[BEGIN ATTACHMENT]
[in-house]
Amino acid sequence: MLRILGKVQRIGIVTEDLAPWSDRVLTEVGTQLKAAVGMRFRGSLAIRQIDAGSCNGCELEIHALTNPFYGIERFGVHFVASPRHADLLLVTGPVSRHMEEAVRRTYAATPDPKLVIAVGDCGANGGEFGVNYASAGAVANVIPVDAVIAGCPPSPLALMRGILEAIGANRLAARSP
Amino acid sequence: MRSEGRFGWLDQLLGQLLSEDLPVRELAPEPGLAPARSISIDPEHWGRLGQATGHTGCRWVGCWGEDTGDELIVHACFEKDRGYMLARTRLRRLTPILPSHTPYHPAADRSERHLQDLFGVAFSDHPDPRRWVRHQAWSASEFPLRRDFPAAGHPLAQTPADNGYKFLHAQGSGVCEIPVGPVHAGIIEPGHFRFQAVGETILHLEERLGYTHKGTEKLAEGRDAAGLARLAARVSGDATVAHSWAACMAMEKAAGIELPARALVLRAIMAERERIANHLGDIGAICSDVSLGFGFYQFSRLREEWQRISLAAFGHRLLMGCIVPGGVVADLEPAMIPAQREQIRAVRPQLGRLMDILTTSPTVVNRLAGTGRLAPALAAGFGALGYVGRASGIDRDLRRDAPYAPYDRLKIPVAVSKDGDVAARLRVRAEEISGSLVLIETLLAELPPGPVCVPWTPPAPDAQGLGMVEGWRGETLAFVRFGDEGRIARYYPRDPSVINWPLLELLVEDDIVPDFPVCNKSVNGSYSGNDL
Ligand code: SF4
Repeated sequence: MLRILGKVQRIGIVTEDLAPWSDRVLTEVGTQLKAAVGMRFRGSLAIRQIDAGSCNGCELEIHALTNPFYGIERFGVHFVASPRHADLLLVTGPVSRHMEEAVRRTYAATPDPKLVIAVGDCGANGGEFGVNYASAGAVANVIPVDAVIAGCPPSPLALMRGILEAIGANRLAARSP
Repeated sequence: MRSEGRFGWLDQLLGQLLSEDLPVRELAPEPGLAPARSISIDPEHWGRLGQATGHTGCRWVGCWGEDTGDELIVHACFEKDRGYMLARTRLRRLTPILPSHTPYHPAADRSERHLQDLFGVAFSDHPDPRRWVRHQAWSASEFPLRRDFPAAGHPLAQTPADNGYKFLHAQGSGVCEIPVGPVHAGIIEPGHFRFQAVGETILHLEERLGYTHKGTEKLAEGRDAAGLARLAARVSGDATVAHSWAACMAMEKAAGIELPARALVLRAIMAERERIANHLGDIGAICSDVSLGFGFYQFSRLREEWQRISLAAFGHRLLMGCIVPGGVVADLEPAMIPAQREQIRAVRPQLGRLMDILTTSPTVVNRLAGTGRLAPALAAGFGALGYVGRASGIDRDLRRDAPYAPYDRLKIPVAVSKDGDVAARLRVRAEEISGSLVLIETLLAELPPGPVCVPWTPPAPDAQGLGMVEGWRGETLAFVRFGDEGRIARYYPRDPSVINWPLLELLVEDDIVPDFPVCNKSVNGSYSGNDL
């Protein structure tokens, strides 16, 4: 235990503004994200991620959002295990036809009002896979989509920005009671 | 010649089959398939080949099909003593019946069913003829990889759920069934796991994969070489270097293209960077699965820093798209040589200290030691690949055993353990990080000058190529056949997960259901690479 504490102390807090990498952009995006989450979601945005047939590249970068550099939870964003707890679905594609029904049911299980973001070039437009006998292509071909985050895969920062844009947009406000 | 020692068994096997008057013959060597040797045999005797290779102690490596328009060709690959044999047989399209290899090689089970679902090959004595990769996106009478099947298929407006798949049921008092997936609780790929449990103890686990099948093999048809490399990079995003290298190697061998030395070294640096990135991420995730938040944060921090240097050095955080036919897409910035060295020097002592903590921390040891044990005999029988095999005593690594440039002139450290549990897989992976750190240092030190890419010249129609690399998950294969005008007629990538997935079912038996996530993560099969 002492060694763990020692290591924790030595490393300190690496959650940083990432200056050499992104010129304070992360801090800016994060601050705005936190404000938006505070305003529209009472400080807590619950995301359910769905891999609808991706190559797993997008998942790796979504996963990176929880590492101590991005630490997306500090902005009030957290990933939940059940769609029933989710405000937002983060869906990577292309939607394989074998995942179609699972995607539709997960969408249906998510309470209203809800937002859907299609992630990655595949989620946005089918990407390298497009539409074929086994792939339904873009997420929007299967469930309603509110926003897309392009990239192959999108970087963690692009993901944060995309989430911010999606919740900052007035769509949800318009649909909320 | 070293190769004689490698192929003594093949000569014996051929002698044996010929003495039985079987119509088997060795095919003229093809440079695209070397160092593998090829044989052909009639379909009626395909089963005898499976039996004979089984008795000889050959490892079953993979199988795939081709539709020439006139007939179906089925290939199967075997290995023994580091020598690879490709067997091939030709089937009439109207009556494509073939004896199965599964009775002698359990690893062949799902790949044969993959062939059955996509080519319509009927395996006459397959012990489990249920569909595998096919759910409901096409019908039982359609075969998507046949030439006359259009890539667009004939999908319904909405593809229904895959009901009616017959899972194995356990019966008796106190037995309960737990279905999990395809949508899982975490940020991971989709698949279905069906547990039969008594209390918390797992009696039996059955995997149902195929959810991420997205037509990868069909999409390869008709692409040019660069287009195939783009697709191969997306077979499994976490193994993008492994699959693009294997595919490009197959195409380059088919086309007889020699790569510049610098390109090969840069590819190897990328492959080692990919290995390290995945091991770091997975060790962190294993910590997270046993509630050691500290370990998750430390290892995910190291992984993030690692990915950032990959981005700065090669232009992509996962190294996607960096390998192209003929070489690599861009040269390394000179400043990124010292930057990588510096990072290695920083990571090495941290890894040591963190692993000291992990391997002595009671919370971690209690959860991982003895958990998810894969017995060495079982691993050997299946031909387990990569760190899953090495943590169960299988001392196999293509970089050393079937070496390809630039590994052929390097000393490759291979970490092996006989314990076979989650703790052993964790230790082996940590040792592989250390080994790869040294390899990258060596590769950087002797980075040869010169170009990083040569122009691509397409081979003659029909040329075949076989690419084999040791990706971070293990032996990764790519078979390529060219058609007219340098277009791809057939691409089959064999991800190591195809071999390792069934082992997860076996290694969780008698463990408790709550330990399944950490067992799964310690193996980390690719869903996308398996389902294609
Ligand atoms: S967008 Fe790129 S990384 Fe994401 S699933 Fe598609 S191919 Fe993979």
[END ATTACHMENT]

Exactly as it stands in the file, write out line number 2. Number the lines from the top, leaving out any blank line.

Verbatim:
Amino acid sequence: MLRILGKVQRIGIVTEDLAPWSDRVLTEVGTQLKAAVGMRFRGSLAIRQIDAGSCNGCELEIHALTNPFYGIERFGVHFVASPRHADLLLVTGPVSRHMEEAVRRTYAATPDPKLVIAVGDCGANGGEFGVNYASAGAVANVIPVDAVIAGCPPSPLALMRGILEAIGANRLAARSP